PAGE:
Mario and I left the conference inspired to add healthcare and other economic and social human rights to the BAI’s portfolio, which had previously focused narrowly on civil and political human rights. Over the next two decades, the right to health has become central to our work, including the health and human rights in prisons collaboration with ZL for several years, the UN Cholera case, advocacy for respect for human rights in the response to natural disasters, and the health rights of sexual assault survivors.
When the US-supported coup d’état on February 29, 2004 reversed ten years of democratic progress in Haiti, Paul had his hands full. His hospital was busy treating the injured while navigating the violence and disruption unleashed in the capital and the Central Plateau around Cange. But he found time to write one of the seminal articles telling the truth about the coup. He also joined a conference call initiated by Ira Kurzban, with Laura Flynn, Irwin Stotzky, Judy Prosper, Mike Levy and me, on the theme “WE HAVE TO DO SOMETHING!” We decided that our something would be IJDH, and Paul served as a board member, inspiration, connector and guiding light for a few weeks’ shy of eighteen years.
Paul never won any perfect attendance awards on the IJDH Board. He usually made the in-person annual meetings, where he could laugh, cry, strategize, learn, teach and hug with old friends and new. With his many commitments Paul was less successful at making conference calls or responding to emails on organizational matters. But when we really needed him, Paul was always there.
On the day after Christmas, 2005 Paul hiked up a mountain in Rwanda until his phone showed enough bars to call me about Fr. Gerard Jean-Juste, Haiti’s most effective advocate for non-violent social change. Fr. Gerry had been illegally imprisoned by the coup d’état regime for denouncing the repression. The government had resisted the efforts led by Mario and his BAI colleagues to challenge the illegal detention—it fired a judge who had ordered Fr. Gerry’s release, and refused to allow subsequent court hearings. The US supported the regime, even backing up the regime’s insistence that Fr. Gerry was being treated legally and humanely.
The denials of mistreatment persisted even after Dr. John Carroll- a US doctor working in Haiti, and sometimes parishioner – examined Fr. Gerry in early December and reported he likely had leukemia. The denials persisted even after lawyer Bill Quigley alerted the international press to the leukemia diagnosis, and after Representatives Maxine Waters and Barbara Lee wrote President Bush urging him to use his influence with the Haitian government to insist Fr. Gerry be treated justly.
On his way out of Haiti to go to Rwanda for Christmas, Paul visited Fr. Gerry. The prison guards watched Paul closely to ensure he kept his promise that the visit was not a medical exam. They did grant Fr. Gerry’s request that he and Paul be allowed to kneel down and pray together in the makeshift prison chapel. I will let people more knowledgeable in Paul’s profession–or Fr. Gerry’s–determine the mechanism, but the prayer session led to a lab in Miami reporting that a test of Fr. Gerry’s blood confirmed he had leukemia.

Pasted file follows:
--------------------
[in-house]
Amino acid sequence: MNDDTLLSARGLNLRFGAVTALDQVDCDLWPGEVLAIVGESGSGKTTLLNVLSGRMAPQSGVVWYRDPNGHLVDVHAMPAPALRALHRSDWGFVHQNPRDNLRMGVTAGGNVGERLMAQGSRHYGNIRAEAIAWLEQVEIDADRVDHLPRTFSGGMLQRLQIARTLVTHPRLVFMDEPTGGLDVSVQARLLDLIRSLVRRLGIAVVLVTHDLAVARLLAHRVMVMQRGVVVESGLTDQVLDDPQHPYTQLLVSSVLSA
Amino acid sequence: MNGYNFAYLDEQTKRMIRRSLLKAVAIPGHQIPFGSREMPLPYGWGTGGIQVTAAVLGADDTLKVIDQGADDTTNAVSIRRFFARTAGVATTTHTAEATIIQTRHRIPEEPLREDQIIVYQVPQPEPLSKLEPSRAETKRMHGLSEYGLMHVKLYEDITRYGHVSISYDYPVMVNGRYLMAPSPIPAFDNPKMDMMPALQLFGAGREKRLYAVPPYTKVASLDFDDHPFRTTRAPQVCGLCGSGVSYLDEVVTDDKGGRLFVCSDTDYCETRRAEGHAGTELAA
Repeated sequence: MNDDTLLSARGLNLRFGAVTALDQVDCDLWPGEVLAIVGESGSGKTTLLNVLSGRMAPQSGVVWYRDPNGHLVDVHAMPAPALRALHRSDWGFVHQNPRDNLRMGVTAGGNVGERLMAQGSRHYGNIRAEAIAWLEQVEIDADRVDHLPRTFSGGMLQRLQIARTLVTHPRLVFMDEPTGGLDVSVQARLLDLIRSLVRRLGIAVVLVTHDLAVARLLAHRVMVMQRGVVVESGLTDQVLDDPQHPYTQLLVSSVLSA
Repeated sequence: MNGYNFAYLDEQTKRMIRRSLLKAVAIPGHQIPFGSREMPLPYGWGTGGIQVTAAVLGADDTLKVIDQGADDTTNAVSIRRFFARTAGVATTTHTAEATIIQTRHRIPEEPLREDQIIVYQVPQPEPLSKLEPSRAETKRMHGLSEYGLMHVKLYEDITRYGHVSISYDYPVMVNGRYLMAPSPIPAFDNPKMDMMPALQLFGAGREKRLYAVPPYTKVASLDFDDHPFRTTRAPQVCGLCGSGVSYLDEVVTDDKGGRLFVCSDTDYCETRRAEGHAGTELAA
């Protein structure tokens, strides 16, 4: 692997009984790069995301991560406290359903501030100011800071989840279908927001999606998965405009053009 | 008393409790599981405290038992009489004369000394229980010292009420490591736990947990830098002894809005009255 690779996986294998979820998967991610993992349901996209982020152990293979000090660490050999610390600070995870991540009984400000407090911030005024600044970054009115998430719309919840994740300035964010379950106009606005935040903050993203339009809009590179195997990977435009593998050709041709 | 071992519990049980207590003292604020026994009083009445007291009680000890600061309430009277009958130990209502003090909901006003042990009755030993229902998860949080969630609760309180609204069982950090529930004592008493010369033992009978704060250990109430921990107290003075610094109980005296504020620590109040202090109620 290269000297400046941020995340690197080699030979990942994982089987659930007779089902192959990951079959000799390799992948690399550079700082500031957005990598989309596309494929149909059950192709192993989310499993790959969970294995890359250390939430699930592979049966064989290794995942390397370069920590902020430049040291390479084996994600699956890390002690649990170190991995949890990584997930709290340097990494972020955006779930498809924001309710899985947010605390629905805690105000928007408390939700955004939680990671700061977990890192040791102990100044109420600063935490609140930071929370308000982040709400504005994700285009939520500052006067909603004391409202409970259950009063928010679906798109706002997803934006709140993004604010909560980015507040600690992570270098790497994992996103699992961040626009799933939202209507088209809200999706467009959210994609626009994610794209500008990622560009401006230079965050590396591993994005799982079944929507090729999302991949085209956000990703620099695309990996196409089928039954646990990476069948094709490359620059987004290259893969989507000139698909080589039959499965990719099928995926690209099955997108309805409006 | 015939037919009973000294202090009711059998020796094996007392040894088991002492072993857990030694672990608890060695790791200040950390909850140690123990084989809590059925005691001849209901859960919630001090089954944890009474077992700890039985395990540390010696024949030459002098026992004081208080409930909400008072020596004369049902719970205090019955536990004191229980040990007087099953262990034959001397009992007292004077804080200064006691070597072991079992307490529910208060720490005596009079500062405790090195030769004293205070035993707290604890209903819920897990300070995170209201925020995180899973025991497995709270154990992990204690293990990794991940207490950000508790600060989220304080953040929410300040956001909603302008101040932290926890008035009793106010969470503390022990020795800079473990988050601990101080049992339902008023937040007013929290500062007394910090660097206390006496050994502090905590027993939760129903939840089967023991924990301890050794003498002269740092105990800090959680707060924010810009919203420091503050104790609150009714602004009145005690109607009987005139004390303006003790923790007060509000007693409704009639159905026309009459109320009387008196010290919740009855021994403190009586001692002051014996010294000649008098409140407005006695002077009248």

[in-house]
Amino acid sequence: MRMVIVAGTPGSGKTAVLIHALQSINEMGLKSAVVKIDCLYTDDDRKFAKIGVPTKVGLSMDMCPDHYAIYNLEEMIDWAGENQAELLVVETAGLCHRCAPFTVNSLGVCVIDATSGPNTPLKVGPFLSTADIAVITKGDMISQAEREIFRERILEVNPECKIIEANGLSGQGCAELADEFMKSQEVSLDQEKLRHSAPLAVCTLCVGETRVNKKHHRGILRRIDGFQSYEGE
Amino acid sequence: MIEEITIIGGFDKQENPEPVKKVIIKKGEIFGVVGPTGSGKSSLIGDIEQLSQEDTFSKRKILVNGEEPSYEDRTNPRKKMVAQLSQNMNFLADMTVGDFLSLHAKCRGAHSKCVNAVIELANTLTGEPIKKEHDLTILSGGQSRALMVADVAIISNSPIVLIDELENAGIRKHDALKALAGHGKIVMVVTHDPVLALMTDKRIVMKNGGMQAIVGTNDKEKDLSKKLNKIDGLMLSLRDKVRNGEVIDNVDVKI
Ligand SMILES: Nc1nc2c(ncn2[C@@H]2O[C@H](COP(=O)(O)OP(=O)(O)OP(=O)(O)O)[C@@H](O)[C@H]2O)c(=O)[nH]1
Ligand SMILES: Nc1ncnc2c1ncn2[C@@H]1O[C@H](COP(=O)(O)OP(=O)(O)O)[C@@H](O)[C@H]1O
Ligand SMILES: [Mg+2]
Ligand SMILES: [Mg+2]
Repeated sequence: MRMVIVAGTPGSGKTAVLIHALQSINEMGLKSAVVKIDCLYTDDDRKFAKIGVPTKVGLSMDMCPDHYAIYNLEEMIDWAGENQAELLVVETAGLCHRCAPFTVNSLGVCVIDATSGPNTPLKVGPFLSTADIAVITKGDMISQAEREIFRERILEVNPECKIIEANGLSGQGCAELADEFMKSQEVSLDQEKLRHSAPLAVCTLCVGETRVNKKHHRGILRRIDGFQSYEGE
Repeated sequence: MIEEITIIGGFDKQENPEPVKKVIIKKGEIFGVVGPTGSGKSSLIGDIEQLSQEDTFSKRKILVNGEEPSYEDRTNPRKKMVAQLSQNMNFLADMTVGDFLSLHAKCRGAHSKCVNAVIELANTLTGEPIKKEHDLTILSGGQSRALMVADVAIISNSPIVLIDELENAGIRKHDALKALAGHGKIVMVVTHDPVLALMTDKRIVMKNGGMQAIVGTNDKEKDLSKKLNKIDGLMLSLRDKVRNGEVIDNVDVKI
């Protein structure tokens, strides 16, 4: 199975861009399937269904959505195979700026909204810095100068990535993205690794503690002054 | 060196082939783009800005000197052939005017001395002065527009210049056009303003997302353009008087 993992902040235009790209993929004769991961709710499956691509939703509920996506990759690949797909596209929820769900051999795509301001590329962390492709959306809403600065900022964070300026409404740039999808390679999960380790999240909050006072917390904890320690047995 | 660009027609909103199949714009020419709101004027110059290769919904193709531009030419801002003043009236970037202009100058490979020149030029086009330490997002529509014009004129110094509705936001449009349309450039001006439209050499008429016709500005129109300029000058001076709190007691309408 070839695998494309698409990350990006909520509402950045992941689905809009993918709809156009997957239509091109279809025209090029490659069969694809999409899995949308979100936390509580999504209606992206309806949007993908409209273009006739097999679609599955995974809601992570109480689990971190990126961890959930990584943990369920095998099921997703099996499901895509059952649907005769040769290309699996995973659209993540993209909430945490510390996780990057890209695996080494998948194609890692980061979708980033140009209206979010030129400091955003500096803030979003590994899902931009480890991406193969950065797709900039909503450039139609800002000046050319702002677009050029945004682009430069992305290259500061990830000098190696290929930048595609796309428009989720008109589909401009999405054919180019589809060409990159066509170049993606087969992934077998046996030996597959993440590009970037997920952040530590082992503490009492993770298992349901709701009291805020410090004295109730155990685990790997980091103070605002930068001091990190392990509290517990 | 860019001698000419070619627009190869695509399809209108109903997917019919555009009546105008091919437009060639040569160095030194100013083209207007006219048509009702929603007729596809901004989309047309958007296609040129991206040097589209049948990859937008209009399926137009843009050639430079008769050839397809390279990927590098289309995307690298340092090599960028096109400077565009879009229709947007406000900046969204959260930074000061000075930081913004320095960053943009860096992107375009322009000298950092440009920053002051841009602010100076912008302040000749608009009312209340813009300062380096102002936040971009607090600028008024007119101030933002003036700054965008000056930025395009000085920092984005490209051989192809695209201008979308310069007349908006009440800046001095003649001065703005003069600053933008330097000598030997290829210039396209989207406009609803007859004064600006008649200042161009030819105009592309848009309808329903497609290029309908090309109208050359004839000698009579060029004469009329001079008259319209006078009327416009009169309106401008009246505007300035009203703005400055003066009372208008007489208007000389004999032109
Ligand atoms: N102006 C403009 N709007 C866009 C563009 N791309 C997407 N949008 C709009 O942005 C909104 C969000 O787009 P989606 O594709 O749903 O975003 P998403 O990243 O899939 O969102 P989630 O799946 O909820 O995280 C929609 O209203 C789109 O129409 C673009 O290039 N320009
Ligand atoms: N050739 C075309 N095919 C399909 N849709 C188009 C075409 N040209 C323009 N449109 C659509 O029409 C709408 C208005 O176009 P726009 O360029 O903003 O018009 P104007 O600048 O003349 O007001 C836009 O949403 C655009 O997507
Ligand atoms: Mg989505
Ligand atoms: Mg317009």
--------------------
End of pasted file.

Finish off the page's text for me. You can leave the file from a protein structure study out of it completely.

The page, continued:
Paul had hiked up the mountain to report the lab result, and to discuss how we could best use it to embarrass the Haitian government and its US supporters into releasing Fr. Gerry. The plan worked, and by the end of January Fr. Gerry was in a Miami hospital, getting the treatment he needed. Although Fr. Gerry did recover from cancer, he died tragically–another great loss–despite heroic efforts by Paul and many other doctors. His family and supporters suspect that Fr. Gerry was poisoned in prison.
With Paul’s superhuman schedule, I did not get a chance to see or speak with him often. But last week he called me from Rwanda to discuss his role with IJDH. Paul was feeling that he was unable to fulfill his board member duties, so we decided he would move to IJDH’s Advisory Council for now, where he thought he could contribute more effectively. The call was not supposed to be a good-bye. But we did have a chance to reminisce about our work together in the quarter century since the Oloffson dinner. Paul characteristically apologized for not being able to do more, but I will always be grateful I had the opportunity to thank him for all that he had done, for me, for IJDH and BAI, and for human rights in Haiti.
Paul was many wonderful things to many people. But what stands out for me is his insistence that fighting inequality is essential to any good-faith efforts to help the impoverished, and that “doing good” in places like Haiti requires us to not just contribute time, talent and resources, but to look unflinchingly in the mirror to examine how our countries, our organizations and we ourselves exercise our power to the detriment of Haitians’ rights.
Paul was also a master of building a community around the fight for social justice. His community is largest in healthcare, but this week I have heard from legal workers all over the world who carry Paul’s principles and inspiration with them to court, to the streets and to their classrooms. I am deeply grateful that Paul helped launch an IJDH community that includes so many past and present staff, volunteers, financial supporters and collaborators, all committed to Paul’s vision of relentless advocacy for respecting all of the human rights of all Haitians.
Paul’s passing leaves a great hole. We cannot replace him, but we can use what he taught us to continue the work he left undone. BAI and IJDH are committed to following Paul’s inspiration and direction wherever we need to go to support Haitians’ fight for justice and democracy. Paul’s torch is heavy, but it casts a great light. We look forward to carrying it with the whole community of people touched by Paul’s time spent among us.